A Soldier’s Play debuted on Tuesday, March 28 to an enthused audience at the Fox Theater in Atlanta. The hair-raising drama proved to be authentic and exciting, keeping the audience on edge throughout the play that progressed like a who-done-it mystery about the murder of a black sergeant on a Louisiana army base. This is a powerful must-see play that gives the audience an opportunity to find a piece of themselves in it. One of the play’s overall messages is that we must get rid of hate through understanding.
A Soldiers Play is directed by Atlanta’s own Kenny Leon, former director of Atlanta’s Alliance Theater (1900-2000) who is a Tony Award winner and the co-founder of True Colors Theater Company. It is a riveting production from playwright Charles Fuller, who won the Pulitzer Prize for drama for the work in 1982, making him the second African American in history to win the Pulitzer Prize for Drama.
In the opening scene, an African American sergeant, Vernon Waters, (played by Eugene Lee) is shot dead and the black troops who served under him suspect the Klan because there had been assaults by them against black soldiers. Also in the opening scene Captain Richard Davenport, an African American lawyer, played by critically acclaimed theater star and tony Award nominee arrives on the base to investigate the murder. He learns that virtually every character has a motive to murder Sergeant Waters, who was known to be cruel to his troops.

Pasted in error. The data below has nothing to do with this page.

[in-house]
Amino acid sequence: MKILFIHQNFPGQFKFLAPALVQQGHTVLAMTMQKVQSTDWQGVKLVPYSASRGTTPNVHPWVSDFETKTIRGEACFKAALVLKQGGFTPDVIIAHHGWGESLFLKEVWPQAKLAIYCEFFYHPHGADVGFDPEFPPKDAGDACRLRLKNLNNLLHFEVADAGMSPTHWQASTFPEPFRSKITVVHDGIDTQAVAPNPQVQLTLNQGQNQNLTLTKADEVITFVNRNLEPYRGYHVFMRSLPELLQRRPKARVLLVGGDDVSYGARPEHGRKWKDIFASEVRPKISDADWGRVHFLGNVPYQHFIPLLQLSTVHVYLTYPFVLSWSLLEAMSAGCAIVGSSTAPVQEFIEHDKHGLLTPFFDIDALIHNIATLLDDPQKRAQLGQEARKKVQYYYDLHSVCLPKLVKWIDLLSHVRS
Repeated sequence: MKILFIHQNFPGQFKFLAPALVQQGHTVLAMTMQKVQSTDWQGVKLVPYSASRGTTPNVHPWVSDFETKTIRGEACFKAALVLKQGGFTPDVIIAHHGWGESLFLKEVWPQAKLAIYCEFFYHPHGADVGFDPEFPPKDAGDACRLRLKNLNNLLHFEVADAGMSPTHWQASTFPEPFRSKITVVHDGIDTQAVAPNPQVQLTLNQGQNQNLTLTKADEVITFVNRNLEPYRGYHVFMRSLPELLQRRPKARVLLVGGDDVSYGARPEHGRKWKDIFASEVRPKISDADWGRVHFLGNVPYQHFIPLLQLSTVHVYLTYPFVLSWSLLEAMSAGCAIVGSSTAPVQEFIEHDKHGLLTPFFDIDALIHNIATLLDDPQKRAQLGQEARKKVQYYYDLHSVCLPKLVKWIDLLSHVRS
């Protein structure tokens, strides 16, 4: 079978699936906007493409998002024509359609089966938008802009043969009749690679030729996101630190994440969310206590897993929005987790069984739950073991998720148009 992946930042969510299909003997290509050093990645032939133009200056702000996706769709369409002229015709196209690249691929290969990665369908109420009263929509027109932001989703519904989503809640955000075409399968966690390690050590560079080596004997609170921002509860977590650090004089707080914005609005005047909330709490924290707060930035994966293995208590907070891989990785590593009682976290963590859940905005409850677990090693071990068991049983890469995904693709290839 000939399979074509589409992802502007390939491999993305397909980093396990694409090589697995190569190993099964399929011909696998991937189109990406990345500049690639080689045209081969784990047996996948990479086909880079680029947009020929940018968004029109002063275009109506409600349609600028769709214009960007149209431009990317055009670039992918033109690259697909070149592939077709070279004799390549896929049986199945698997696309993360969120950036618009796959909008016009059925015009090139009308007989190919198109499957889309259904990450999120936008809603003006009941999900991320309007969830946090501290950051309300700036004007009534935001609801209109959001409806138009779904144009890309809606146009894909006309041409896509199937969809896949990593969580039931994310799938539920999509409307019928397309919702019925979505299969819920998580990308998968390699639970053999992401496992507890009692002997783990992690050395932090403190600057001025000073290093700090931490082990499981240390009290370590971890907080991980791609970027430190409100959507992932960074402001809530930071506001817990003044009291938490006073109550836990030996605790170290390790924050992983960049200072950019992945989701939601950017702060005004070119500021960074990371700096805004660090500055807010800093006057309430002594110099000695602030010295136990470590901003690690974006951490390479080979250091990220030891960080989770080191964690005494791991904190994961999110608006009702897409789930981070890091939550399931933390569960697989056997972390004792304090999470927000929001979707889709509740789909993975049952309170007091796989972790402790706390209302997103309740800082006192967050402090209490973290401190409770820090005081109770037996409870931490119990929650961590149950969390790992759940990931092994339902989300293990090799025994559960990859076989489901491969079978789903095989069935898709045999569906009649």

When Captain Davenport starts interviewing the troops, he learns how Sergeant Waters sometimes singled out some soldiers for abuse. Walter, who is from the North, was particularly hard on those from the South because he saw them as uncouth and beneath him. Still the white soldiers on base see him as indistinguishable from his subordinates, which prods Waters to turn his anger on the black soldiers.
When Captain Davenport tells a white officer he’d better get used to having black people in charge, whoops and applauds burst out in the audience. The play is thought-provoking and, in some ways, shows that some things have not changed in terms of race relations. Set on a segregated army base during World War II, the play seems to tackle racism in a way that is seldom seen on Broadway. But a take-away from this play is that there is still hope to combat racism and hatred through understanding.
A Soldier’s Play is touring the country and runs at the Atlanta Fabulous Fox through Sunday, April 2nd. For more information and to get tickets for shows in Atlanta, visit FoxTheatre.org.
Photo Image: Joan Marcus